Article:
Dańskie amonity— obecny stan wiedzy i perspektywy badań

Marcin Machalski, John W.M. Jagt, Claus Heinberg, Neil H. Landman, Eckart Håkansson


Danian ammonites — The present state of knowledge and perspectives for future research.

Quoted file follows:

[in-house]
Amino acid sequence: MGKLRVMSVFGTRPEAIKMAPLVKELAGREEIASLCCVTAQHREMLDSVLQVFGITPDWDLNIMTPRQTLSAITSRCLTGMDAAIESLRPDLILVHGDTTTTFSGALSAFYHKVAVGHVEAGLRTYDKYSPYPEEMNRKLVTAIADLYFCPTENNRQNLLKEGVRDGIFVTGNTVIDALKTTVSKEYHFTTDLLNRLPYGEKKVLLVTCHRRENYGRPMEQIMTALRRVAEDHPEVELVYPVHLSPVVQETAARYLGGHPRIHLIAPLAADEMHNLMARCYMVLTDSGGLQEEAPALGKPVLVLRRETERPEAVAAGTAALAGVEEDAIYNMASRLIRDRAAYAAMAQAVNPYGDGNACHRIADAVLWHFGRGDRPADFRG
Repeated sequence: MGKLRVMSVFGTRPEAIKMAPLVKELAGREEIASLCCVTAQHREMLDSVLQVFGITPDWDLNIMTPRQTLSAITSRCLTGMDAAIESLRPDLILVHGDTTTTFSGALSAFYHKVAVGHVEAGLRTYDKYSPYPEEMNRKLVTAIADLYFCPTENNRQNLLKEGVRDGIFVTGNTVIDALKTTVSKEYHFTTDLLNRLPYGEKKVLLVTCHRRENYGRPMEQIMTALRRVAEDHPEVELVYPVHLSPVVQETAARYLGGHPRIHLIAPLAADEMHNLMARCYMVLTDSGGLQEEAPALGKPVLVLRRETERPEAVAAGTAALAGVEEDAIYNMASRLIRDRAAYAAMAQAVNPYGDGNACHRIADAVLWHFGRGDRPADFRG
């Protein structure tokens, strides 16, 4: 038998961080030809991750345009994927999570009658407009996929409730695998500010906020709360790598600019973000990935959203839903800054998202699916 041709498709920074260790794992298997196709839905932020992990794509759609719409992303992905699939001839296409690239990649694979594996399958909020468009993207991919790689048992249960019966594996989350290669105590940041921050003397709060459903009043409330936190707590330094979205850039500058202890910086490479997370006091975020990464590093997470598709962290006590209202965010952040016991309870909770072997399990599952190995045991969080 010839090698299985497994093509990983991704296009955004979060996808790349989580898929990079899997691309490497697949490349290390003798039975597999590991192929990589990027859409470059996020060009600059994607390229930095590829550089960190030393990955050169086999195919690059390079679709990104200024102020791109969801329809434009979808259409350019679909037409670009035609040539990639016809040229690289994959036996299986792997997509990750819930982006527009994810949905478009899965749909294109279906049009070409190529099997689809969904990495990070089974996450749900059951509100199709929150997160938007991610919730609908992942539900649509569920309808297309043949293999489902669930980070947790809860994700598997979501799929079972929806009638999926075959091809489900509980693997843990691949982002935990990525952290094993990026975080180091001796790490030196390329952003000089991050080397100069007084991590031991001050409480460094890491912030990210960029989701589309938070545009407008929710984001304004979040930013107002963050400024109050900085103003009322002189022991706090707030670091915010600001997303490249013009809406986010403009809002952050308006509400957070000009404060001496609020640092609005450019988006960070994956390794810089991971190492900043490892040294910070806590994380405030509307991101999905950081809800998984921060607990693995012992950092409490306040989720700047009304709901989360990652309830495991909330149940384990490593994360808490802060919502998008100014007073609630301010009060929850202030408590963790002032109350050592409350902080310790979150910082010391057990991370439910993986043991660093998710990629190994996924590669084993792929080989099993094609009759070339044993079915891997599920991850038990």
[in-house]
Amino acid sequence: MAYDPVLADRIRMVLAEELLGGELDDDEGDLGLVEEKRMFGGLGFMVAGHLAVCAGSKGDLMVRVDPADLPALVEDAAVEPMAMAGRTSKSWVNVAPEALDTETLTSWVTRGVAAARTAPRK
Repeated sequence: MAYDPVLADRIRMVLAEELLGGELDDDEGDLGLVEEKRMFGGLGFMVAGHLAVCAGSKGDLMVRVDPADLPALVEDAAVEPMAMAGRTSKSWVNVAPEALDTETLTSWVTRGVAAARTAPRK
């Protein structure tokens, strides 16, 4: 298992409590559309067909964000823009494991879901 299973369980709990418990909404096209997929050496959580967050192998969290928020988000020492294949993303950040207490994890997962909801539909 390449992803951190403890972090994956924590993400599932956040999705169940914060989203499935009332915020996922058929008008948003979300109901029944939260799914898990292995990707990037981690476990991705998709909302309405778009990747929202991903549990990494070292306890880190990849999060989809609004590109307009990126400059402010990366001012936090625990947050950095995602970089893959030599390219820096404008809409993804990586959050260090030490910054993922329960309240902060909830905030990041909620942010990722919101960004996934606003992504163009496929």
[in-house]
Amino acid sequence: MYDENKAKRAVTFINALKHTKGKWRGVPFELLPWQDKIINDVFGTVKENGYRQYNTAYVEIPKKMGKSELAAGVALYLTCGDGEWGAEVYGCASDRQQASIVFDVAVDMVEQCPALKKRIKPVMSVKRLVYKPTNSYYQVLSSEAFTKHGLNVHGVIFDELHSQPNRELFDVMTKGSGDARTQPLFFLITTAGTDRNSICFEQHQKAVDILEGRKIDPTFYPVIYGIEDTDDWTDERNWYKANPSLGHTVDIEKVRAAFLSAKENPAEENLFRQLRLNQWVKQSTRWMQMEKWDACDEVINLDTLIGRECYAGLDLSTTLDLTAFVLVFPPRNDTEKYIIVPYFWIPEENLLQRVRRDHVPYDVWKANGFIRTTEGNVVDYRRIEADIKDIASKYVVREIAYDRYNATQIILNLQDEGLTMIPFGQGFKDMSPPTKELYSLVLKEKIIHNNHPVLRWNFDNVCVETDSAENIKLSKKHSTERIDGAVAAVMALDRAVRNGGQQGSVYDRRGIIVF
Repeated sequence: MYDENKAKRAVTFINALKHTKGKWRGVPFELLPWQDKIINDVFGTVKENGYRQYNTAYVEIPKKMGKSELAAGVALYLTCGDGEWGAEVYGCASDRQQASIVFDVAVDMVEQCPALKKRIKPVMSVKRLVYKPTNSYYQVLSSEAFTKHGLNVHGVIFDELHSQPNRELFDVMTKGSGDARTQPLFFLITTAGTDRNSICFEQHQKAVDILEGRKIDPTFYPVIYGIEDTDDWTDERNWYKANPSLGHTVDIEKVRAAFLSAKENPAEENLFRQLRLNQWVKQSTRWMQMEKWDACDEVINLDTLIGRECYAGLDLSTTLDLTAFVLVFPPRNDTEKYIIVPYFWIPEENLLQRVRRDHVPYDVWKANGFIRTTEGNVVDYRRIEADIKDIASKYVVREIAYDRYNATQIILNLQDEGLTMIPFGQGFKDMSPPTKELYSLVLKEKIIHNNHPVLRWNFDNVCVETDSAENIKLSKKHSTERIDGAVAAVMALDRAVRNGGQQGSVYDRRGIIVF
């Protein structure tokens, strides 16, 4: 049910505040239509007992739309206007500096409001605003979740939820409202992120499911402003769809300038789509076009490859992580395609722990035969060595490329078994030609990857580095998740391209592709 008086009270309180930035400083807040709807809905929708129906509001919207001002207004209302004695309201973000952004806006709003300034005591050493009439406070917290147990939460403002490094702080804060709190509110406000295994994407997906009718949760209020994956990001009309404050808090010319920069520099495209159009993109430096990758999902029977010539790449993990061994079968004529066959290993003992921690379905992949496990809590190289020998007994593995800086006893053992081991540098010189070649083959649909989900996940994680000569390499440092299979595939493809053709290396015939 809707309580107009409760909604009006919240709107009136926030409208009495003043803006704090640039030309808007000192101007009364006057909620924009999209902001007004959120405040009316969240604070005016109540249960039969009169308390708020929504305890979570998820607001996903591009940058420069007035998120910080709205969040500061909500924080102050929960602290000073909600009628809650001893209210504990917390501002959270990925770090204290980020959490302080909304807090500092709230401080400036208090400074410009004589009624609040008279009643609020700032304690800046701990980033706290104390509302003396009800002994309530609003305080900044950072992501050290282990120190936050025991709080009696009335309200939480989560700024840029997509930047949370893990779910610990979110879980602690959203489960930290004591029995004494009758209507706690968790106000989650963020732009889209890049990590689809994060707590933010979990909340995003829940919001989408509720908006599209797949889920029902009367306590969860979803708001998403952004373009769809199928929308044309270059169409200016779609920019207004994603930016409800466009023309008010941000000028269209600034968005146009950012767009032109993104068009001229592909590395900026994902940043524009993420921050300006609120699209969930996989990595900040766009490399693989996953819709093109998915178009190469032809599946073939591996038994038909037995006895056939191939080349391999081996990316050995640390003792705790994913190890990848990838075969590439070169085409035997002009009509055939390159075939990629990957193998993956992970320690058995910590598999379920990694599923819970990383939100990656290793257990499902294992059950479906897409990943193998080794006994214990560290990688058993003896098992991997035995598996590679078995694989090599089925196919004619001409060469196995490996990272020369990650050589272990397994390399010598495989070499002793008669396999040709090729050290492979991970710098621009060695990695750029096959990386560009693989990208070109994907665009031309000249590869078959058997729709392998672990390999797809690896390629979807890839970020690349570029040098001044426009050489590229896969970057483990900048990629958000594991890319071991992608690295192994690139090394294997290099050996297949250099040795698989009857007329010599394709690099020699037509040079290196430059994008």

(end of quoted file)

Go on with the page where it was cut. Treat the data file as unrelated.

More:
A b s t r a c t . To date, the strongest arguments for ammonite survival into the Danian (earliest Paleogene) are based on material from the lower Danian Cerithium Limestone at Stevns Klint (Denmark), where ammonites occur above a clay layer with impact products at its base, the latter defining the Cretaceous Paleogene (K-Pg) boundary. The best-preserved specimen is filled with Danian sediment rather than with Maastrichtian chalk, which would be expected had this been reworked material. Arguments for ammonite survival into the Danian have also been provided by specimens from the sporomorph and calcareous nannoplankton-dated lowermost Danian strata of Meerssen Member unit IVf-7, the Netherlands. Their good preservation indicates that they were not subject to any significant transport or redeposition. However, there are no unequivocal impact-related signatures in unit IVf-7, except for rare shocked quartz grains, recorded from burrows at its base. Sections in the Manasquan Basin, New Jersey, USA, provide equivocal data as far as the problem of ammonite survival into the Danian is concerned. At the top of the Tinton Formation there is a Pinna layer replete with fossils, inclusive of ammonites. Their exquisite preservation and occurrence in monospecific clusters rule out redeposition. The Pinna layer contains exclusively late Maastrichtian microfossils. However, a clear iridium anomaly has been noted at its base. Either the New Jersey ammonites survived the K-Pg event for a short time or the iridium is not in situ due to post depositional repositioning by percolating water. Planned work is to focus on: 1) a detailed centimetre by centimetre sampling of some Cerithium Limestone basins in Denmark in search of additional ammonite material, 2) palaeontological and taphonomic analysis of ammonites and search for impact signatures in unit IVf-7 in the Netherlands, and 3) geochemical study of the iridium anomaly in New Jersey in order to determine whether its position in respect to the ammonite-bed is original or secondary.

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